This black and white poster depicts one of the most popular statues in Savannah’s Bonaventure Cemetery, a Victorian girl named little Gracie Watson. Whether you consider it an endearing or disturbing image, little Gracie will be equally at home in your dorm room, vintage cottage, modern Victorian, Gothic home decor, or dark aesthetic.
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Exclusive to Muses Miscellany, this poster of an original, fine art photograph will make any space as unique as you are.
Posters print on thick, premium paper for excellent print quality and durability. The paper’s semi-gloss finish adds a beautiful sheen that also resists scuffs and fingerprints.
Your poster will be printed especially for you after you order and normally should arrive at your address in 4-7 business days.
(Note: during the winter holidays, printing and delivery can take longer than usual. So make sure you place holiday orders early!)
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* Printing posters only when ordered conserves materials, eliminating waste.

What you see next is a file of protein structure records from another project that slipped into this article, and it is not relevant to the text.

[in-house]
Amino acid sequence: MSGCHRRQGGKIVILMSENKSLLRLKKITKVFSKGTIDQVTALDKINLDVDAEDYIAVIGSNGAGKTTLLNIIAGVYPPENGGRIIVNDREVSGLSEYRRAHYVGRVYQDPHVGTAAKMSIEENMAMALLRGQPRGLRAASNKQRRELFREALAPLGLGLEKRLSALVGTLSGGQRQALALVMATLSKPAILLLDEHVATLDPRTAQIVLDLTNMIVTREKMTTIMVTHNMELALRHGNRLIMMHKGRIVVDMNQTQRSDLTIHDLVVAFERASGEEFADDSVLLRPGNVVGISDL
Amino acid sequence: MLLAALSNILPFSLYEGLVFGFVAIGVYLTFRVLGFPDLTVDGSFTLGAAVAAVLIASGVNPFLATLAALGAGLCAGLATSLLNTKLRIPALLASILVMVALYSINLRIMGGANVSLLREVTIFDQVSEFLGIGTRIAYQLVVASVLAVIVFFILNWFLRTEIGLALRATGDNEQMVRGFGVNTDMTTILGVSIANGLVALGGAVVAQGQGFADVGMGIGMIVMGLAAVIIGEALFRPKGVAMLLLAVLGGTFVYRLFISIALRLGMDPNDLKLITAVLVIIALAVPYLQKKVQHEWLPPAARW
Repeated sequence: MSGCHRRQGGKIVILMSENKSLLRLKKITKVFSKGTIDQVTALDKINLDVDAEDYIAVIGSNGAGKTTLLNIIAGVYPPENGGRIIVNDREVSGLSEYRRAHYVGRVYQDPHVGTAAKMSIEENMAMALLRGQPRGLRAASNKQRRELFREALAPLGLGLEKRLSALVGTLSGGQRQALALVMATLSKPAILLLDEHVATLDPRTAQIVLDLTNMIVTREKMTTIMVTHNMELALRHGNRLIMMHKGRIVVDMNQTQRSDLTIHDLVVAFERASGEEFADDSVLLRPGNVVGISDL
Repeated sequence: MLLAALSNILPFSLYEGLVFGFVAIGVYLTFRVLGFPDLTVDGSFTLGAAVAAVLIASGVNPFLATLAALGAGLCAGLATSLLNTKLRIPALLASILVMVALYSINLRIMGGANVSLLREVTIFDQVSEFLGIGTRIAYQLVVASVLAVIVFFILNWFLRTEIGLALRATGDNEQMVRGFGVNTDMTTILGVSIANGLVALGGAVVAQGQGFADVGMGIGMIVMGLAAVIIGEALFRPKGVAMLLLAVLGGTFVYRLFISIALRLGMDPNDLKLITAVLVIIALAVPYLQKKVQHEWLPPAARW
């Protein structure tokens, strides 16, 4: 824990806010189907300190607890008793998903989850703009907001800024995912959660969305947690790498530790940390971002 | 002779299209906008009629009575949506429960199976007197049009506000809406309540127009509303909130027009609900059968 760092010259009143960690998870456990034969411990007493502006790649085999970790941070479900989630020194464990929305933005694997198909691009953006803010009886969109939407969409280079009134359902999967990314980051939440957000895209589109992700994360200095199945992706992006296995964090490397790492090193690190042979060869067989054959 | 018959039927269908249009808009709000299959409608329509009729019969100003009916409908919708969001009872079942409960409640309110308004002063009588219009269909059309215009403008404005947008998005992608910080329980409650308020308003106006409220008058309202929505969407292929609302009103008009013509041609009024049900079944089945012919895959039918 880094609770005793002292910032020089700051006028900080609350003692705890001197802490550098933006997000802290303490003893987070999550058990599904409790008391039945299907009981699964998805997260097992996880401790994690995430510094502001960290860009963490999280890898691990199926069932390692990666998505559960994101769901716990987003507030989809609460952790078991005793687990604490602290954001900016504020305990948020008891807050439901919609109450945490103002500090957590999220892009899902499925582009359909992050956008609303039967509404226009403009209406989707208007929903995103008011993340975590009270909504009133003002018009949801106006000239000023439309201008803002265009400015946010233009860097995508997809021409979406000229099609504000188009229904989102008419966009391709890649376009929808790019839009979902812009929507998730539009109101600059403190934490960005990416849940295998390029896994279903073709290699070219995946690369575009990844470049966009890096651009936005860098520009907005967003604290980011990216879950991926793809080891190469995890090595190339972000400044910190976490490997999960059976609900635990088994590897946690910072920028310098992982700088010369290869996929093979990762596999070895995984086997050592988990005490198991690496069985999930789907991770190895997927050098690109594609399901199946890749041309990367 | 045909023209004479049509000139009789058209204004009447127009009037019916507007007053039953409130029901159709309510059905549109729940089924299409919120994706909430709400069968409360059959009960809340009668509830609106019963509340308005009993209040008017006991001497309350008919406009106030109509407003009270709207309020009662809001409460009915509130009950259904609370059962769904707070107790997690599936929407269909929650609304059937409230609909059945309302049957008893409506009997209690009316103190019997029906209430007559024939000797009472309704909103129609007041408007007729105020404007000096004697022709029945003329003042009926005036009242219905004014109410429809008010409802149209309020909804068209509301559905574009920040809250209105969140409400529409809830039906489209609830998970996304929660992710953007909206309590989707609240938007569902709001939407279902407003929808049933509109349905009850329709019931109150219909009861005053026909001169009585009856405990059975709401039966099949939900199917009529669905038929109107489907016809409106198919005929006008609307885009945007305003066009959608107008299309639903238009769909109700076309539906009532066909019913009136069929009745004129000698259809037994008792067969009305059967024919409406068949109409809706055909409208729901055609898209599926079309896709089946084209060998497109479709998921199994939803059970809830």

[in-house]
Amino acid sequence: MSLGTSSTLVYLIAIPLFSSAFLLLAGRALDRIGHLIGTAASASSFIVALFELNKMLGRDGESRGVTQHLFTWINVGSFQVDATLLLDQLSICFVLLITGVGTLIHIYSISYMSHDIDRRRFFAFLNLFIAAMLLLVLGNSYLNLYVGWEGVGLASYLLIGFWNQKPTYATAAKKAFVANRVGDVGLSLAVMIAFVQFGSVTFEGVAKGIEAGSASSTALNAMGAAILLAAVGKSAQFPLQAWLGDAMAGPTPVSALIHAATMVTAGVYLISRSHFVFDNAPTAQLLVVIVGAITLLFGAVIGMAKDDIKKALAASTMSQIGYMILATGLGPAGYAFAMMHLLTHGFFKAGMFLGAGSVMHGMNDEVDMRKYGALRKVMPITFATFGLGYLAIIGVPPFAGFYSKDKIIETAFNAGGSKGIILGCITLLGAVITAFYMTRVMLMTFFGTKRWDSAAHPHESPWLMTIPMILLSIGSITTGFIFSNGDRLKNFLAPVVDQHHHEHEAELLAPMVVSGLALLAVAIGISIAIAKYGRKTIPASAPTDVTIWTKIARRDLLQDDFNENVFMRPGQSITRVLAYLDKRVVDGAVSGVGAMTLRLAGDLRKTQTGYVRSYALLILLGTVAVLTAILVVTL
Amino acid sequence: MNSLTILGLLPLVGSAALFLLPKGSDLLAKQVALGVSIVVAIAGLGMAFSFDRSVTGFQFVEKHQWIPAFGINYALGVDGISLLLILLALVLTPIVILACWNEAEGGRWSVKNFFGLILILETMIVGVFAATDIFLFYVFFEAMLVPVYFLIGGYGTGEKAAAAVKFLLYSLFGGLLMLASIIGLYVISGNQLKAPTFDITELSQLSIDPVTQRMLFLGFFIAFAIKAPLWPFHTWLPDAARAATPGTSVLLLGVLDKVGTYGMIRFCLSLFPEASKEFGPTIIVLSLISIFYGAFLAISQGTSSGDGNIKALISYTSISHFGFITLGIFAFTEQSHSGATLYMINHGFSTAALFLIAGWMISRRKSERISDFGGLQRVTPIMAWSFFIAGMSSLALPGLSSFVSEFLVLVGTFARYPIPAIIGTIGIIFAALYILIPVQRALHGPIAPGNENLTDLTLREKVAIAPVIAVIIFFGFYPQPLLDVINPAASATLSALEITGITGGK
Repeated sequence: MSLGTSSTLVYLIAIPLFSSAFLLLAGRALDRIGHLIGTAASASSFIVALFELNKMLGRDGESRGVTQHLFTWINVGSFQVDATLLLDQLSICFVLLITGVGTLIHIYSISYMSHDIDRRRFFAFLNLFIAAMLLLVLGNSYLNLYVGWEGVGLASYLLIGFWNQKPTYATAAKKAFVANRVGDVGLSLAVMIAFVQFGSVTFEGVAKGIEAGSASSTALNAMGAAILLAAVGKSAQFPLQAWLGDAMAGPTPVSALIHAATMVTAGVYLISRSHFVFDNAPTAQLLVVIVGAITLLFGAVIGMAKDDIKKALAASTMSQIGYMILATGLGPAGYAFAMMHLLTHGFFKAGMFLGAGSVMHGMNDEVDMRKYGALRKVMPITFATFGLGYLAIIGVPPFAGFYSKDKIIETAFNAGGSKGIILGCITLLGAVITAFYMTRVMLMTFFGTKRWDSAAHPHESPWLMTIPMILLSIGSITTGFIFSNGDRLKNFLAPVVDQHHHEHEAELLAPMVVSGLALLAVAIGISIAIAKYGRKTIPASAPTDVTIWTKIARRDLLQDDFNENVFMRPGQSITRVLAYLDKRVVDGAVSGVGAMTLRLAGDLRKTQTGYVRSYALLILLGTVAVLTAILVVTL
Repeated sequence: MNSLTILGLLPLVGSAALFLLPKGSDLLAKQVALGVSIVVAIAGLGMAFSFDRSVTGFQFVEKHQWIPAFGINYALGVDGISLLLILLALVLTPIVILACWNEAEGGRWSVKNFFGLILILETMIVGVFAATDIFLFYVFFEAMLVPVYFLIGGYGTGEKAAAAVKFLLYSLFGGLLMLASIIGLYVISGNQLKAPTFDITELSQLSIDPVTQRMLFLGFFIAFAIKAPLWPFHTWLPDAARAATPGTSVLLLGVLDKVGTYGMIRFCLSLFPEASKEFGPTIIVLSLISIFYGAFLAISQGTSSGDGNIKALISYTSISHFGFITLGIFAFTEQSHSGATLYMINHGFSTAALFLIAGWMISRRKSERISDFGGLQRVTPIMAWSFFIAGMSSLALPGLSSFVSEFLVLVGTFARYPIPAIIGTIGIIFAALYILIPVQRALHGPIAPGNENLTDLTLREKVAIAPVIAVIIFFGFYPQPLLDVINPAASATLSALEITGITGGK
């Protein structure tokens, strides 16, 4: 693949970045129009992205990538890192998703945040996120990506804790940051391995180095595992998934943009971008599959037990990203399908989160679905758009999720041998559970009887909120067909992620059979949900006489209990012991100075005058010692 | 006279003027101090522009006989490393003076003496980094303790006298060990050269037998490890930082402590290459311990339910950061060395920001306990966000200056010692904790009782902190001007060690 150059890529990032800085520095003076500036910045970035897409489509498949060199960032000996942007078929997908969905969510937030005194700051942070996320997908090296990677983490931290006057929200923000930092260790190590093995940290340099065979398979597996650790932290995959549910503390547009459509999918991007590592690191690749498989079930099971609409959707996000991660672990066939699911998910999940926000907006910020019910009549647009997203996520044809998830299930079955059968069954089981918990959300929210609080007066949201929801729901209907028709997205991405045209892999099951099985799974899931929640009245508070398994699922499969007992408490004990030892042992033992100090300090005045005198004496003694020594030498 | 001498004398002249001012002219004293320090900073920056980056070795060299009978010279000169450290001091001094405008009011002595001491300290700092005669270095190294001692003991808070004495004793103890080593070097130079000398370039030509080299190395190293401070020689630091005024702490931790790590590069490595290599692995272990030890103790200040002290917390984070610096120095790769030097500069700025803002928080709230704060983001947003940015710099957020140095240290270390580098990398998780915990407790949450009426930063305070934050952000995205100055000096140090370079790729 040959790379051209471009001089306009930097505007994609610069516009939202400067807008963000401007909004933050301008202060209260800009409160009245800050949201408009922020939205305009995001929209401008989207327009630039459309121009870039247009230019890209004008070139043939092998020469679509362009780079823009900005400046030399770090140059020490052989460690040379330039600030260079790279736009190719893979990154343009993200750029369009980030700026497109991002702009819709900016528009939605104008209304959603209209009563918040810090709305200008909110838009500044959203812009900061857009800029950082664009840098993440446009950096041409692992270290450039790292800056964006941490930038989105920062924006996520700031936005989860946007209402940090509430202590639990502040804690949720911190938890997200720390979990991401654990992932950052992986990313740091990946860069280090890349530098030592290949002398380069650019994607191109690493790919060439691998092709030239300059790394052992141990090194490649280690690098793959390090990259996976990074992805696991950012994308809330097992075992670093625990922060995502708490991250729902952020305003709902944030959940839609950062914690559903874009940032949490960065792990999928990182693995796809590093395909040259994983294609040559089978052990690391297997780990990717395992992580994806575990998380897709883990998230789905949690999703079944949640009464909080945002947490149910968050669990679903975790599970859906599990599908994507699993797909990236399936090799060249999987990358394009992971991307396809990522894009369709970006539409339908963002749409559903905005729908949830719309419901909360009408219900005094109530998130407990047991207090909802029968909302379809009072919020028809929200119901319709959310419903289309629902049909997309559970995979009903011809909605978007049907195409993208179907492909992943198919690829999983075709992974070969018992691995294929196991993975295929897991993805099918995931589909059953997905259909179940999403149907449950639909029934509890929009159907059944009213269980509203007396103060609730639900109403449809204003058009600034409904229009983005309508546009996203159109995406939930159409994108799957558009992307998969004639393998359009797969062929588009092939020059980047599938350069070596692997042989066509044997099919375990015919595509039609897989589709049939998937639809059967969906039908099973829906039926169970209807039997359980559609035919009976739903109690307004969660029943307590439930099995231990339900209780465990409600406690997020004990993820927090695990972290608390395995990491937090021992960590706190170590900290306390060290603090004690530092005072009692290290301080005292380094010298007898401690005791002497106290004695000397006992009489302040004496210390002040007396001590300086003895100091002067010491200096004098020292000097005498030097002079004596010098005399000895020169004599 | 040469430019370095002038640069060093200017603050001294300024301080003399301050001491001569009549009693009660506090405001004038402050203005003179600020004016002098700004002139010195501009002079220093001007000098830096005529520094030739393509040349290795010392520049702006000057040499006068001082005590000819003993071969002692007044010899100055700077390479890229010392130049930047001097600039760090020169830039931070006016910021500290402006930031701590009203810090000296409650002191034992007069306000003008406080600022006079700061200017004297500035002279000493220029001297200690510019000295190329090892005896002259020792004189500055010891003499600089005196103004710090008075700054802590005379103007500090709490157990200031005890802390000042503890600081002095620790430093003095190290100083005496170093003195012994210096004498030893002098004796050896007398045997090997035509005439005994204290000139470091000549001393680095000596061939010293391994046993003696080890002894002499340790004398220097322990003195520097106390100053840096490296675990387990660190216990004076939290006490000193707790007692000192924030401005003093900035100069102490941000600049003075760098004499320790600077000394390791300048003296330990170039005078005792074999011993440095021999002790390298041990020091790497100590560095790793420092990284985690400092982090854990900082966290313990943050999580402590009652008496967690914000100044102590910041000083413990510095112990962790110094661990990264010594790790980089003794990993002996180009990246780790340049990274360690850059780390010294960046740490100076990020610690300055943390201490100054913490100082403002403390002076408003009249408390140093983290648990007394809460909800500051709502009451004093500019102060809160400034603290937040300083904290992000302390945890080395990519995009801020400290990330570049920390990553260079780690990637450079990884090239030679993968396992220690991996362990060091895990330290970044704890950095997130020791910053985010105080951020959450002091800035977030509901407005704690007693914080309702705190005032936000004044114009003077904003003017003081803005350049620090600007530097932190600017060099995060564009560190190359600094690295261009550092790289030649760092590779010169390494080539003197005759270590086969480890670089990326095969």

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* Packaging is plastic-free.
Always a visitor favorite at Bonaventure Cemetery, Little Gracie has become its most popular monument, now that the Bird Girl statue (featured on the cover of Midnight in the Garden of Good and Evil) resides at the Telfair Academy.
A stone tablet nearby tells her story:
Little Gracie Watson was born in 1883, the only child of her parents. Her father was manager of the Pulaski House, one of Savannah’s leading hotels, where the beautiful and charming little girl was a favorite with the guests. Two days before Easter in April 1889, Gracie died of pneumonia at the age of six. In 1890, when the rising sculptor, John Walz, moved to Savannah, he carved from a photograph this life-sized, delicately detailed marble statue, which for almost a century has captured the interest of all passersby.
Leaving Little Gracie presents became a tradition, especially around Christmas.
I happened to take this photo several days after Christmas, and you can see that someone has lovingly tucked a stuffed toy in her lap.
How they accomplished that is a bit of a mystery, because an iron fence surrounds her plot in order to protect her from damage.
Cemetery staff, perhaps? A pole-vaulter?
Few cemetery statues actually bear the likeness of the departed person, which I think partially explains Gracie’s appeal.
She looks so real, you can imagine joining her for a tea party or a game of patty-cake.
The tree stump she sits with represents life cut short, while the ivy most likely signifies undying affection.